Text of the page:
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Inside Breanna Stewart’s Historic 38-Point Game

After leading UConn to an unprecedented four straight titles and accumulating more accolades than you can count, Breanna Stewart wrapped her college career with no shortage of praise. Some of the most effusive came from Oregon State head coach Scott Reuck. Before his Beavers faced Stewart in the Final Four, Reuck said of Stewart, “I can’t imagine a more efficient player. I can’t imagine a more versatile player. I don’t know if there’s ever been one that can do what she does. … I think when you create a basketball player, you create her. The size and athleticism.”

Reuck’s comments were echoed across the basketball community, as scouts, GMs, coaches, and fans alike marveled at the myriad ways Stewart is able to impact the game. With her 6-foot-4 frame and 7-foot-1 wingspan, Stewart possesses plenty of size. Yet her athleticism and offensive skill set allow her to operate on the perimeter with ease.

After bursting onto the scene in the WNBA with a 23-point debut against the Sparks six weeks ago, Stewart has shown little difficulty adjusting to the professional level. Tuesday night, as the Storm took on the Dream on WatchESPN, Stewart had her best performance yet — a career-high 38-point masterpiece.

It was her fourth straight game with at least 20 points, bringing her four-game averages to an otherworldly 29.3 points, 7.5 rebounds, 3.3 assists, 2.5 threes, 2.0 steals and 1.8 blocks on 68% shooting overall, 59% from the three-point line and 90% from the foul line.

The rundown on where Tuesday’s effort falls in history:

  • Second-highest scoring game in Storm franchise history behind the 47 points from three-time MVP Lauren Jackson in 2007
  • Tied with Mercury’s DeWanna Bonner for highest scoring output league-wide this season
  • Third-highest scoring total by a rookie in WNBA history — behind Candace Parker’s 40 and Odyssey Sims’ 39 — and highest ever by a Storm rookie

… and this was Stewie’s 15th career game.

Her efficiency was on full display Tuesday, as she needed just 16 shots from the field, knocking down 12 of them. So was her versatility, as she used her size and athleticism to score in every way imaginable, while also grabbing six rebounds, handing out three assists, swiping three steals. It was a truly virtuoso performance, as she put the Storm up for good with a tough and-one with 41.7 seconds remaining. With the win, the Storm, by virtue of tiebreakers, now hold the eighth and final playoff spot.

From the paint to the three-point line, out on the break and in the halfcourt, there was nowhere Stewie didn’t have success Tuesday. She even got to the line for 13 free throws, knocking down 11 of them.

Starting outside and working our way in, we’ll see Stewart knocked down three triples against the Dream. If there was one part of her game to point to as a weak spot, it would be her shooting from behind the arc. On the season, Stewart is hitting just 31 percent of her threes. Not an embarrassing mark, and one good enough for 26th in the league, but certainly something that can be improved upon.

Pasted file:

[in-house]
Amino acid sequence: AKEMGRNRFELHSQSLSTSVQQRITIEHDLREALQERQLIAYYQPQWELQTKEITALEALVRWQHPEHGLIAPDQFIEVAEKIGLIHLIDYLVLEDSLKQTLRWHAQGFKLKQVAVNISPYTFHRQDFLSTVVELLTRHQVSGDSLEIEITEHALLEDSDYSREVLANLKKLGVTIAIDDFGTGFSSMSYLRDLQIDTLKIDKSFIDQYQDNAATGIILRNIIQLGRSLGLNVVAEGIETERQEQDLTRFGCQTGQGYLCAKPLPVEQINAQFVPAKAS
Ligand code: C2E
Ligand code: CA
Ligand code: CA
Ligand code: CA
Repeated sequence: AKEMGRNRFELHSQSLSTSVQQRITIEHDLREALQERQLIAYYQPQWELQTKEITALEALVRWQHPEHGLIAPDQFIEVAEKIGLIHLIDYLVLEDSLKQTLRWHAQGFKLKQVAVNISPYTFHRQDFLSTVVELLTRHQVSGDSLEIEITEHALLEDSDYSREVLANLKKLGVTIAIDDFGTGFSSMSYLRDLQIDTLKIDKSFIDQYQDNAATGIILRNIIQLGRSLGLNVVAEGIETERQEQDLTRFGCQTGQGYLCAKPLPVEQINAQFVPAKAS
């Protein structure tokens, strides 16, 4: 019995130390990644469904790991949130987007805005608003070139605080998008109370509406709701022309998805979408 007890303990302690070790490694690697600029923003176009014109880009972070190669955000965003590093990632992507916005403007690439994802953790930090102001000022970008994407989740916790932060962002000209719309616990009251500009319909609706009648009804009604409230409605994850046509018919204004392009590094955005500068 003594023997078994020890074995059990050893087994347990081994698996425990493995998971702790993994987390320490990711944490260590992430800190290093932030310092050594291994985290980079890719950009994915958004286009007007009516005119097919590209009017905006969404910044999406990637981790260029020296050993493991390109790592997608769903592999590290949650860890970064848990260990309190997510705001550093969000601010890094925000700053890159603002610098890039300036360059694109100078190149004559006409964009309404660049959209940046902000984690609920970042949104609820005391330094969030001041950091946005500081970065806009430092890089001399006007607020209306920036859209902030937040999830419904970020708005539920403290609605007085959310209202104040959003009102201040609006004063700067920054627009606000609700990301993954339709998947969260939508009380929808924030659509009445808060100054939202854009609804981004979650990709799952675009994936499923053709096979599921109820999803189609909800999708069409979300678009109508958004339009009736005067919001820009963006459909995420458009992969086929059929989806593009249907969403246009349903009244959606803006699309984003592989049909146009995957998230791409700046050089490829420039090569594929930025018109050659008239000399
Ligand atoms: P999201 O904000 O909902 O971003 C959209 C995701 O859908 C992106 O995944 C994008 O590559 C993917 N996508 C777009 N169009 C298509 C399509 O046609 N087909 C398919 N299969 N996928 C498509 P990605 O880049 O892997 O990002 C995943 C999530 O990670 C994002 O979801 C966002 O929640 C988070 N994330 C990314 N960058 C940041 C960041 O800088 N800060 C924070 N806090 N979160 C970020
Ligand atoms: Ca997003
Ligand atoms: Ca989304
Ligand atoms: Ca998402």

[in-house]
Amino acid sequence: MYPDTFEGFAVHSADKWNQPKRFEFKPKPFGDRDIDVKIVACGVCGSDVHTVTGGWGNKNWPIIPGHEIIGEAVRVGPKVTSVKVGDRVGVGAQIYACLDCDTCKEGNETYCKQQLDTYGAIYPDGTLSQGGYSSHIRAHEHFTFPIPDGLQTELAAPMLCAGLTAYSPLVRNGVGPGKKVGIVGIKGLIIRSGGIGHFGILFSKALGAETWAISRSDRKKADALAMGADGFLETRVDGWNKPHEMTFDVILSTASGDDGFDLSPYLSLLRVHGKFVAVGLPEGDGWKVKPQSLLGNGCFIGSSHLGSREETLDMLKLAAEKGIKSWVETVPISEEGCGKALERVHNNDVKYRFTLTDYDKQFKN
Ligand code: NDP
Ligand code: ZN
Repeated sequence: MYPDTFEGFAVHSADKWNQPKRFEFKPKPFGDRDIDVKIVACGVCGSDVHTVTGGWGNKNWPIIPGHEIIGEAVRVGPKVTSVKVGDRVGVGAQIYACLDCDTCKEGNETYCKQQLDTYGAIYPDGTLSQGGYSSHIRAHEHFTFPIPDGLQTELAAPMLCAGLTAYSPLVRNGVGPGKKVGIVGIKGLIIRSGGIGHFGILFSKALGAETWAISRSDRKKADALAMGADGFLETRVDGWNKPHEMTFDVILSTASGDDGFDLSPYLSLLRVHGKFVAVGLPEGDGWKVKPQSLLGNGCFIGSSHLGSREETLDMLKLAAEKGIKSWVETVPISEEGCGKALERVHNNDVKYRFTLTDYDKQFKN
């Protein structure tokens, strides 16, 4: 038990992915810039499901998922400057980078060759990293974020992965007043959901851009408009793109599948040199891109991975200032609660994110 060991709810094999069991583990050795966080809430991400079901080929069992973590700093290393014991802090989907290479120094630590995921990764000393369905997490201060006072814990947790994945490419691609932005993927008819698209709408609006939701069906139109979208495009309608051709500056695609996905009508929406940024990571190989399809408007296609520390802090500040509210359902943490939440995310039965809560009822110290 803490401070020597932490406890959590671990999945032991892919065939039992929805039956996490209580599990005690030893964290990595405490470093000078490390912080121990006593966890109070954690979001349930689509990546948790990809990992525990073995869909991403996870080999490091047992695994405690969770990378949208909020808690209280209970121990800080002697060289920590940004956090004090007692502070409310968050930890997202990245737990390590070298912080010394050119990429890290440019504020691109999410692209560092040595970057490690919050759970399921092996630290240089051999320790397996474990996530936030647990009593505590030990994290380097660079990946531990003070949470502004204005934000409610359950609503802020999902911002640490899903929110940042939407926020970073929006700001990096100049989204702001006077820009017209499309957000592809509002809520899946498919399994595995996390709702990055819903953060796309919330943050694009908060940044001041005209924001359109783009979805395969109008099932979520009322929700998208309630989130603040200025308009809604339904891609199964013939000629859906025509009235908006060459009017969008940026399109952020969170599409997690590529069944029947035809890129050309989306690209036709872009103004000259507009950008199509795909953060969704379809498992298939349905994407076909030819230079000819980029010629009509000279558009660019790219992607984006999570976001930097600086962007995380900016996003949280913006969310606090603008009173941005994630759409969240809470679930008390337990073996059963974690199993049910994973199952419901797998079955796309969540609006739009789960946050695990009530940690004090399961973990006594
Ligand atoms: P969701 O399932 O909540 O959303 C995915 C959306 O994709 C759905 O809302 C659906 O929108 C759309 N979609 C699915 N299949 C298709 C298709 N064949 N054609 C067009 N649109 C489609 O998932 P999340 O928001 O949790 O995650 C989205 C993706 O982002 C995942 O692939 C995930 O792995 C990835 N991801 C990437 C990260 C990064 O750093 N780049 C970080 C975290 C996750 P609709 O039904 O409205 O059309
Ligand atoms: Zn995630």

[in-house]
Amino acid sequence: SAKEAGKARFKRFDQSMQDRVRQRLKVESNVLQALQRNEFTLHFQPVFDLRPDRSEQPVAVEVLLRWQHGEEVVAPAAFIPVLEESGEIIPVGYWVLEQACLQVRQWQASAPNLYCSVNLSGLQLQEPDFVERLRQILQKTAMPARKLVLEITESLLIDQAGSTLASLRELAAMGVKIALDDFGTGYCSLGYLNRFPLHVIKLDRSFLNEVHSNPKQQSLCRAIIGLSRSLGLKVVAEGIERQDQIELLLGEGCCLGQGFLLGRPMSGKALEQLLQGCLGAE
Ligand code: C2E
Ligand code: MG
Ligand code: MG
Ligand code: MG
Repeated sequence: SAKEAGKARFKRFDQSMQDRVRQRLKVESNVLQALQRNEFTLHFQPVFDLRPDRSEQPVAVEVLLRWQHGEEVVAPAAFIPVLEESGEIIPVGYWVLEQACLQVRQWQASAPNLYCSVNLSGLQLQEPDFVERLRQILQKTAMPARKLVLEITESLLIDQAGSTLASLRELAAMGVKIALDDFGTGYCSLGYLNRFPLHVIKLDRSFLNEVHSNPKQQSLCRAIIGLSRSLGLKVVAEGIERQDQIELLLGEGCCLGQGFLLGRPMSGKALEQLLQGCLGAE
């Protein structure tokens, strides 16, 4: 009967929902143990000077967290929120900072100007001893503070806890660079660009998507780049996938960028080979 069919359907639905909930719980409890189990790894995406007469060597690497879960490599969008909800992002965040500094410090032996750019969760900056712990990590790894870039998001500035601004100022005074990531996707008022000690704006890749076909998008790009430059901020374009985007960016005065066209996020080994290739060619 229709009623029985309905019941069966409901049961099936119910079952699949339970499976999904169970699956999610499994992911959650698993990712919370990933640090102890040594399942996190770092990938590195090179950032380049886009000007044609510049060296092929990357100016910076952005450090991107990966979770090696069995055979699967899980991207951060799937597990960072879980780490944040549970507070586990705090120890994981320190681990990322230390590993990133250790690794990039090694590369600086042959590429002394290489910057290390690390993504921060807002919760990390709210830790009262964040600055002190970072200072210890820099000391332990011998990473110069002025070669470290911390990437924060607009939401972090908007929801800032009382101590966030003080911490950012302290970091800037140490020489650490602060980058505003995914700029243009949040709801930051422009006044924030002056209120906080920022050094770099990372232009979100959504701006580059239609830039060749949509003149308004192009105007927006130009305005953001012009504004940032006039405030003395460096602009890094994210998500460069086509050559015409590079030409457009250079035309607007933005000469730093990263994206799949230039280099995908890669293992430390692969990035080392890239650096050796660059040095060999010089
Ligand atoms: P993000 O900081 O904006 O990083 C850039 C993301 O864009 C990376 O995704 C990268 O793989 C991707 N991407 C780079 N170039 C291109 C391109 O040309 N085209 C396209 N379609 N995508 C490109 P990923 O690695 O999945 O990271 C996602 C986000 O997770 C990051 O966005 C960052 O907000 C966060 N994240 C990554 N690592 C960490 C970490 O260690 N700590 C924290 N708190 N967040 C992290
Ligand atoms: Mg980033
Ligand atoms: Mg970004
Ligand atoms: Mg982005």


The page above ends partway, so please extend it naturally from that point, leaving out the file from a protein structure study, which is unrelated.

Stewart may not be a sharpshooter, but she is more than capable of knocking down threes, especially when given the time and space afforded to her by the Dream.

First, she gets the kick out from Jenna O’Hea, and buries the shot after being left all alone in the corner.

Stewie Catch And Shoot 3

Next, she finds herself open again after running a little pick-and-pop with Sue Bird.

Stewie Pick And Pop 3

For the night, Stewart finished 3-4 from deep, a second straight strong shooting performance after going 5-8 from three-point land on Friday against the Sun. If she has started to turn a corner with her long-distance shooting, opposing defenses may want to just throw in the towel now.

Stewart used that strong shooting early in the night to her advantage in the fourth quarter, as she showed her ability to score in the mid-range. Using a strong pump fake, she sends her defender skyward, creating plenty of space and time to dart sideways and pull up for an elbow jumper. Buckets.

Stewie Pump Fake Pull Up

And of course, Stewie can score in the paint and around the rim, which was where she did most of her damage on Tuesday.

First, a look at her scoring off a post move. After making a touch catch, she takes her time, resets, then ducks toward the middle for a bit of a hook.

Stewie Post Move

Next, Stewart puts a large portion of her skill set to work, as she uses a quick deke on the outside, puts the ball on the floor and finishes with her left hand over the arriving help defender. Both her athleticism and length were apparent on this play, as she got past her initial defender, was adept enough to switch to her left hand, and long enough to finish over the defense.

Stewie Drive Left Hand

Finally, we can see Stewart’s strength come into play. After fighting off her defender to gain control of the errant entry pass in the first place, Stewart goes strong to the rim, takes contact from multiple defenders, but still finishes for the and-one.

Stewie Tough Finish Inside

As a bonus, watch how Stewart runs the floor beautifully on this play, finishing the pass from Jewell Loyd with a simple layup. Despite being the Storm’s tallest player (at least until they signed Crystal Thomas on Monday), Stewart gets out on the break, filling the lanes like a guard with ease.

Stewie Fast Break

Oh, and her versatility isn’t limited to just scoring. Stewart can pass as well. Just check out this smooth bounce pass she slips through traffic to Alysha Clark for one of her three assists on the night.

Stewie Dish

As Scott Reuck knew, and the Atlanta Dream found out, sometimes there’s just no stopping Breanna Stewart. Tuesday night was one of those occasions, and given Stewart’s skills, there will be plenty more to come.